{22/04/2012}   Buying a new laptop

Having spent two days in car showrooms and another two days on the phone to car people, you would think I’d be steering well clear of showrooms and salesmen.  Yet within the week, I’ve now spent a long afternoon talking laptops in five different stores.  I now have snippets of car knowledge and a far broader understanding of what to look for in a laptop.
Unlike the car buying enterprise, where I found out what I wanted (an alpine white BMW 118i sport with sunroof) but decided to keep my car patched up for at least another year (I am not ready to embrace the concept of a car loan), I am now in possession of a new laptop.  I am also salesmanned out and fed up of big, bright showrooms.
I went to two Currys (I am very unsure about the apostrophes for Currys), two Comet stores and one PC World.  I would have liked to have bought my laptop off the very knowledgeable and totally unpushy bloke at Currys number one.  But by virtue of both geography (I moved from Folkestone to Ashford) and stock, I ended up buying it from Comet number two, from  a man I perceived to be a stereotypical salesman.  Admittedly, he was pleasant and helpful and didn’t try to push me towards the more expensive laptops.  He went round all laptops with my list of requirements, pointed out which would suit and checked availability of all.  But he did make me feel I would have to buy one!  I left the store before I did decide and I did go out of my way to find him to complete the sale.  I was then offered Office, Norton, cleaning gels and cloths, an array of service packs, a laptop case and then discounts when I said no to all bar the first two.  I don’t like feeling ever so slightly bullied.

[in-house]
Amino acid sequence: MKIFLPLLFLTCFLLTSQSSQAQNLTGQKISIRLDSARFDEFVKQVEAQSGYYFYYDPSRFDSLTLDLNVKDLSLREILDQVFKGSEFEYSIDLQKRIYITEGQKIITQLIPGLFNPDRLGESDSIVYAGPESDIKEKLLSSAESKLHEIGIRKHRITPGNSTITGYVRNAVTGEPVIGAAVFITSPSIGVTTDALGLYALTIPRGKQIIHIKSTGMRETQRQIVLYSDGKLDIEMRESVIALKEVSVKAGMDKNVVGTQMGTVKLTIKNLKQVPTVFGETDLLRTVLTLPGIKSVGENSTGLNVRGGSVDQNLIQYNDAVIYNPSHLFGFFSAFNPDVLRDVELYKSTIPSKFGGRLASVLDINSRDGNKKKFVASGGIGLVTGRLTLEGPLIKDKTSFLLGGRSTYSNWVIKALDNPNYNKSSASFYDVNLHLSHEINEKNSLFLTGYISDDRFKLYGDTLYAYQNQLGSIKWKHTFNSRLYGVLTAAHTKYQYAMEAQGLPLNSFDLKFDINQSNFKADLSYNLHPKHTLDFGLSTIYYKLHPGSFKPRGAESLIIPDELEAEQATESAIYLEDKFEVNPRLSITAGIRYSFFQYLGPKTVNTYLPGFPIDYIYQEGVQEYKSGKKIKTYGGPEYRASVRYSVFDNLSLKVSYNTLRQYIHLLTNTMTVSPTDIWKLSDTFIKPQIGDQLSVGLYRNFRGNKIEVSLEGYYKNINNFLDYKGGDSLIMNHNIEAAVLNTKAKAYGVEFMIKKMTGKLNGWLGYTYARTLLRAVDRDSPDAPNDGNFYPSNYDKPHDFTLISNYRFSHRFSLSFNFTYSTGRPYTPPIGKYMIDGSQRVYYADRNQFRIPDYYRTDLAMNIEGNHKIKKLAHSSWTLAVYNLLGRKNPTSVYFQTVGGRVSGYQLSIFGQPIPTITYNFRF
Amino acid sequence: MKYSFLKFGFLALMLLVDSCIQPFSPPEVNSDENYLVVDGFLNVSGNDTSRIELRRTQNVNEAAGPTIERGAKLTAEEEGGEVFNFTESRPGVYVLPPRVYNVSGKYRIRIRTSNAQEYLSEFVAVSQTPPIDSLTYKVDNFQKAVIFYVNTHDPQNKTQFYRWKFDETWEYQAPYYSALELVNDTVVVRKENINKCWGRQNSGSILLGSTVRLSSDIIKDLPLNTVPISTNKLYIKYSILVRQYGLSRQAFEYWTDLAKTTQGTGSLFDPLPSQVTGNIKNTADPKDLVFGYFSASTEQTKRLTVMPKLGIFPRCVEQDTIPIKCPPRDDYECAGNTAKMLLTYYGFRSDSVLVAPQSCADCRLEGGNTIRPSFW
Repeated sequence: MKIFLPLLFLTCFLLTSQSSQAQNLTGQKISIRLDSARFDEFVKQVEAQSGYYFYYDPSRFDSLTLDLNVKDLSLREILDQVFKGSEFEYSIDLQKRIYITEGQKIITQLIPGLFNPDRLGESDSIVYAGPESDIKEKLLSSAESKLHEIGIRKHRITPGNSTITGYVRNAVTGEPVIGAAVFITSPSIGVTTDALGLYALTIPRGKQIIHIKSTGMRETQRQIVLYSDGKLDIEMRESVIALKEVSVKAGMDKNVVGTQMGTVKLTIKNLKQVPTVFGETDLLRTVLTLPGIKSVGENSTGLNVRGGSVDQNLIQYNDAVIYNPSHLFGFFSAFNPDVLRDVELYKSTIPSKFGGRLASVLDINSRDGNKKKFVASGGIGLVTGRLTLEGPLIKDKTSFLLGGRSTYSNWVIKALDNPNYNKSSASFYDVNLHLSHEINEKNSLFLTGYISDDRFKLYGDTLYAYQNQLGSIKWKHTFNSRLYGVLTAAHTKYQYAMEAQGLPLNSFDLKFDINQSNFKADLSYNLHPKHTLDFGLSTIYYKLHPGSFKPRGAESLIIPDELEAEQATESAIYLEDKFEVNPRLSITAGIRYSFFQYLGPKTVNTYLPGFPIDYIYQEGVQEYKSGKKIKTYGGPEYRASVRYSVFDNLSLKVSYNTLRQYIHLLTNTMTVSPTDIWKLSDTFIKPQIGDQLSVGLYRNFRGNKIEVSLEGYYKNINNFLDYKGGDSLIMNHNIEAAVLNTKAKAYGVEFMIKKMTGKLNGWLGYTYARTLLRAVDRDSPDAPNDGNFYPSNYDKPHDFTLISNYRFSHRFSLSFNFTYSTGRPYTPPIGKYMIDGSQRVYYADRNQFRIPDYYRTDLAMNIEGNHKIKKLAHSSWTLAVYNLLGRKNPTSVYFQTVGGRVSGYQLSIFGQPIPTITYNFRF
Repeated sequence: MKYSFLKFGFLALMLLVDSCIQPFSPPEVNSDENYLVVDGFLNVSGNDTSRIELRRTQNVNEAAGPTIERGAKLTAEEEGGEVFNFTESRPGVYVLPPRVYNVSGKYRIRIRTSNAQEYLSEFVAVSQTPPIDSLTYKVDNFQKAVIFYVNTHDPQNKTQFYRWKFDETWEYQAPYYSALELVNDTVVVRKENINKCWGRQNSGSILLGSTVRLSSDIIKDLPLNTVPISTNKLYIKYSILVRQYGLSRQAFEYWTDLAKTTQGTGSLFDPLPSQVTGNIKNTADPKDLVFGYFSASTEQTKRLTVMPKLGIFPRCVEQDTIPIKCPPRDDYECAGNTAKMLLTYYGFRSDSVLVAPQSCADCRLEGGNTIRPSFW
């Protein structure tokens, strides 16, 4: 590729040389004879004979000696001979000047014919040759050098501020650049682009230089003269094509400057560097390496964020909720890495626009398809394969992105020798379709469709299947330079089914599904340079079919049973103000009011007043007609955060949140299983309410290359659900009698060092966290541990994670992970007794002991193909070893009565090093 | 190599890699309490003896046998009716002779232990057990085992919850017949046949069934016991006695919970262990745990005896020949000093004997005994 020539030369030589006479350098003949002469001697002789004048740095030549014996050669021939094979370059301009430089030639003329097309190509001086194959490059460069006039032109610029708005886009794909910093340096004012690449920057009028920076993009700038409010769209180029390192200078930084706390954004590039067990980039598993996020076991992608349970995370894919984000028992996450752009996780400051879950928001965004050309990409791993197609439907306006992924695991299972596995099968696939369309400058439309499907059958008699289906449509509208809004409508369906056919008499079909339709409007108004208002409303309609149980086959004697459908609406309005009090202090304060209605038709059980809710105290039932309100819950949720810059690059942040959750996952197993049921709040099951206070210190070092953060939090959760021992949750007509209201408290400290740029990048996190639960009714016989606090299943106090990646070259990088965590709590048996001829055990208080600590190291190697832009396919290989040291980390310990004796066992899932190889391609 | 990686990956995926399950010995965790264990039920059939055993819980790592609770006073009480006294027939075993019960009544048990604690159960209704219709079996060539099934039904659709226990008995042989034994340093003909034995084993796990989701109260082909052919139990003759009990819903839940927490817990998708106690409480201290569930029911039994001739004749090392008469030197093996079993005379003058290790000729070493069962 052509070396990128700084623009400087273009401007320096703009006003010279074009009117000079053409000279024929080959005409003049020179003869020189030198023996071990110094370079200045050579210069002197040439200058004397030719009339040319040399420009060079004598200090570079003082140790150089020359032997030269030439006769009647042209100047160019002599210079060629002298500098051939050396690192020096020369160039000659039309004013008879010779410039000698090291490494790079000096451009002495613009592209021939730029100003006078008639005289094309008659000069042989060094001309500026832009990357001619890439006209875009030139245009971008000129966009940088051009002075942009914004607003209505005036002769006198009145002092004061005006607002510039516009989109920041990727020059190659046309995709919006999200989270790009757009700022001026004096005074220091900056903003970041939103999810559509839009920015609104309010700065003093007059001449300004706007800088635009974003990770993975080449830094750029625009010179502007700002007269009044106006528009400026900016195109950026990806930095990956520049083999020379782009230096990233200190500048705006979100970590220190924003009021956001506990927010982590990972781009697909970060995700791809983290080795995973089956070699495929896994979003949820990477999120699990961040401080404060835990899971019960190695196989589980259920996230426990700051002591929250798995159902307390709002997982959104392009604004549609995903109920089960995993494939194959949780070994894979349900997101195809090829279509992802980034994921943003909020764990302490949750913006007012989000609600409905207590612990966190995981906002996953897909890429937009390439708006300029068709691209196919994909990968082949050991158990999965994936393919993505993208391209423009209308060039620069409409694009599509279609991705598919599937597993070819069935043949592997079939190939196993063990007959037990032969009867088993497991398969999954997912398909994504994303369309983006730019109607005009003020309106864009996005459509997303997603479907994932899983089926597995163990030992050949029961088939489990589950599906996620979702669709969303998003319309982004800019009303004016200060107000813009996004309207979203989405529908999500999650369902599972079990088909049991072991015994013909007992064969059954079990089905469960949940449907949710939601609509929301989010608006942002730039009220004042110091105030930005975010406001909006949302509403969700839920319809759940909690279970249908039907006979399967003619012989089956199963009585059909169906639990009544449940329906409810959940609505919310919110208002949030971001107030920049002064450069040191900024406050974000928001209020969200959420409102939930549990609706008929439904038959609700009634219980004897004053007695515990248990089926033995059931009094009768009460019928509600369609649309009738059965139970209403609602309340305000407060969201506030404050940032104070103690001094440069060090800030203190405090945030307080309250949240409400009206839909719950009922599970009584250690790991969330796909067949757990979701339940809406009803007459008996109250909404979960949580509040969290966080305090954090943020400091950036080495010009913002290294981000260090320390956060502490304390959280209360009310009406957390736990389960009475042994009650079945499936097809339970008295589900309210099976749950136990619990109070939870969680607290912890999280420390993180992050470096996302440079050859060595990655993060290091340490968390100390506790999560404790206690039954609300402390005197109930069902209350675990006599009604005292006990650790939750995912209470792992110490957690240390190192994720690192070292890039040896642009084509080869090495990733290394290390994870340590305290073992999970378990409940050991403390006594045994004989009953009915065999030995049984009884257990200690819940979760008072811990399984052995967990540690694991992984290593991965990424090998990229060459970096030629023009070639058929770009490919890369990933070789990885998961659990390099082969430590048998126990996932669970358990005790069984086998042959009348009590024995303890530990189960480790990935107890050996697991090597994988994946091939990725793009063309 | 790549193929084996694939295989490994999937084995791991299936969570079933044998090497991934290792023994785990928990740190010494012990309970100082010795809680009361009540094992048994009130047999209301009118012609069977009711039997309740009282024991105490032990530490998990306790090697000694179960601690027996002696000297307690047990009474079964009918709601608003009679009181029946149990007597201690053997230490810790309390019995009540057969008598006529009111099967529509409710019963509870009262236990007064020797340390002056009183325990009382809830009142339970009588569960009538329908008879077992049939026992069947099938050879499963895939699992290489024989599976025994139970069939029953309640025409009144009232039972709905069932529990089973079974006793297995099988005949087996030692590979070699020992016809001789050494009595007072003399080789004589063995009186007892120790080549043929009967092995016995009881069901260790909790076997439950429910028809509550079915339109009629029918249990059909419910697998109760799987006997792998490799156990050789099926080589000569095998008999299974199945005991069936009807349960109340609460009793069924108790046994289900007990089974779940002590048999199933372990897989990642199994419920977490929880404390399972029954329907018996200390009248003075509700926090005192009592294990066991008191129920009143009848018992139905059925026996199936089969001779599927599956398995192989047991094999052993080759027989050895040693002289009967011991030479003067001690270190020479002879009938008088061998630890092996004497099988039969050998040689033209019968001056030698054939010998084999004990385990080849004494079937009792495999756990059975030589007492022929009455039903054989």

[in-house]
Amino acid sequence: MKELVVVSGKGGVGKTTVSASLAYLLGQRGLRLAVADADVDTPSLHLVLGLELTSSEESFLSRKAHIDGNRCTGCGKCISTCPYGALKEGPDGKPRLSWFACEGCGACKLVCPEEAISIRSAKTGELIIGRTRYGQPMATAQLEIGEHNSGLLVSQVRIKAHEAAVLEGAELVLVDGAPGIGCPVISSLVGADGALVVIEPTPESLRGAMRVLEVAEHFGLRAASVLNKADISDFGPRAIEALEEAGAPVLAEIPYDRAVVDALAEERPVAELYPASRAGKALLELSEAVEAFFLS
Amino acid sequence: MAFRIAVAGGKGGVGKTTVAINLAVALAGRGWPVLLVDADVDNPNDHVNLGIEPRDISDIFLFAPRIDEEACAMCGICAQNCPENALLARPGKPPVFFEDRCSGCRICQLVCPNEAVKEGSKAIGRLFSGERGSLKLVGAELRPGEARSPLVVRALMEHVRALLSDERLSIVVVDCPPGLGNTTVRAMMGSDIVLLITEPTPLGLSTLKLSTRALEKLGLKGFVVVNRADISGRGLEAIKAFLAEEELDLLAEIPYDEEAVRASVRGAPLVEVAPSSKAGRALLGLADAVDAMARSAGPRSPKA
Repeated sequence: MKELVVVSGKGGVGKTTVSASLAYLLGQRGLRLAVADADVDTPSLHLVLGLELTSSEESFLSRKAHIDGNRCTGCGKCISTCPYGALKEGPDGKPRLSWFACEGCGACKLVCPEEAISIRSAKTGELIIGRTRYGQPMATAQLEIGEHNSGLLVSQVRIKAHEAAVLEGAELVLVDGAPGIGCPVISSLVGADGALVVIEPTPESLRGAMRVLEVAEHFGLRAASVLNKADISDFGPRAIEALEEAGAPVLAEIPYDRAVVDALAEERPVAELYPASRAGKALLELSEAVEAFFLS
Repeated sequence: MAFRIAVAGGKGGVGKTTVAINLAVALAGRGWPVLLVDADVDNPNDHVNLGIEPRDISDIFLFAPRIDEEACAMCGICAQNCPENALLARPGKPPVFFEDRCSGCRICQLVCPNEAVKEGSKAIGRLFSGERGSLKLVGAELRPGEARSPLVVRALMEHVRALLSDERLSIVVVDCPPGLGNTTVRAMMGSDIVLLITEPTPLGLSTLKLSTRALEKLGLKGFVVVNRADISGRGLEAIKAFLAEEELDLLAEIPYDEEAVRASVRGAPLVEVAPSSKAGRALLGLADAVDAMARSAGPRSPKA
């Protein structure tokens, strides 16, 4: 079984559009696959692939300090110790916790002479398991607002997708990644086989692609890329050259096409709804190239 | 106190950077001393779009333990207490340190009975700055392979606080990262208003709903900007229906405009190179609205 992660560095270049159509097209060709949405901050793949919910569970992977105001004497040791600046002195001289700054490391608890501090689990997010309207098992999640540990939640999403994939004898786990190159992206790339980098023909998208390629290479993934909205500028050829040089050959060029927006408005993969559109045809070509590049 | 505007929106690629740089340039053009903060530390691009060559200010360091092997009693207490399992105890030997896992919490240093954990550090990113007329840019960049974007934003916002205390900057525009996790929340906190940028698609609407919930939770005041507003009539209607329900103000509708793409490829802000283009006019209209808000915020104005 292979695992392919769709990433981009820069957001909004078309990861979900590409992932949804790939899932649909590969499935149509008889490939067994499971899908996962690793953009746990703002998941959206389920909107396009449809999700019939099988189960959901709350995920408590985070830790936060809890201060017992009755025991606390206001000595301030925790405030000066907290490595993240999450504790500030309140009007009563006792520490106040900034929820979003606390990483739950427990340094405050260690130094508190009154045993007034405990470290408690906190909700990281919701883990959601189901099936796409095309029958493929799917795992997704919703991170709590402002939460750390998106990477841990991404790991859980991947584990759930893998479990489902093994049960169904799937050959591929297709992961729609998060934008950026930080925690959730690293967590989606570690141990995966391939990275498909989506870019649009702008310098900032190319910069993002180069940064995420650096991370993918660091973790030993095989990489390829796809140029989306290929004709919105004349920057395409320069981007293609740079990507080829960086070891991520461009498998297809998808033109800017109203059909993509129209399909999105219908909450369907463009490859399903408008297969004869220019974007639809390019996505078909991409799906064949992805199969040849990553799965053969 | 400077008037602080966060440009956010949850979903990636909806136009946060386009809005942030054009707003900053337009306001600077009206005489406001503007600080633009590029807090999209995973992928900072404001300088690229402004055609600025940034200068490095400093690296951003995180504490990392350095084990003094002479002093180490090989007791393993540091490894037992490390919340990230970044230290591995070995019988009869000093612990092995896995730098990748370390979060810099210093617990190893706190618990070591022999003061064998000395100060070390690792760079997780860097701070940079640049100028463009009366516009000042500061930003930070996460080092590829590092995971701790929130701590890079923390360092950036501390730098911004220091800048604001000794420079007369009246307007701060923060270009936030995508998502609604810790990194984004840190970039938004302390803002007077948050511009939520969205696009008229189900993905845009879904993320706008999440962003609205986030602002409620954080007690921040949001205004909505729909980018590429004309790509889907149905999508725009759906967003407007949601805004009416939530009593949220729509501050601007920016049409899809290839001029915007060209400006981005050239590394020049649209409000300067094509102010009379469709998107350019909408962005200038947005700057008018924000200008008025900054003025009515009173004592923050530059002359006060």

Every time I buy a new laptop, desktop, netbook or iPad (of which I have all, completely unneccessarily and ridiculously), it amazes me the extent to which technology advances in the intervening years.  I was poised to get USB 3 ports (they are USB ports with a stripe of blue), thus making transfer of files, for example, up to ten times faster.  But then I found out that they are only effective when you use USB 3 compatible USBs.  I couldn’t even find a USB 3 compatible stick and none of my work equipment is USB 3 compatible.  I now know how to identify i5 first generation and, far superior, i5 second generation.  the former has a yellow/gold corner on the sticker, the latter has the same colour but a horizontal line with a sort of tick at one end.  My i5 is turbo charged, an i7 is pretty much supersonic.  My Comet number one advisor was a hardcore gamer, he described laptops in terms of how good they were for [game name that went straight over my head].  I could relate to that, strangely.
I am starting to grow tired of IT things now so I shall end here.  But at least it was a successful afternoon in terms of a purchase being made!  I’m not going to go into detail about the strops I had trying to set it all up though!


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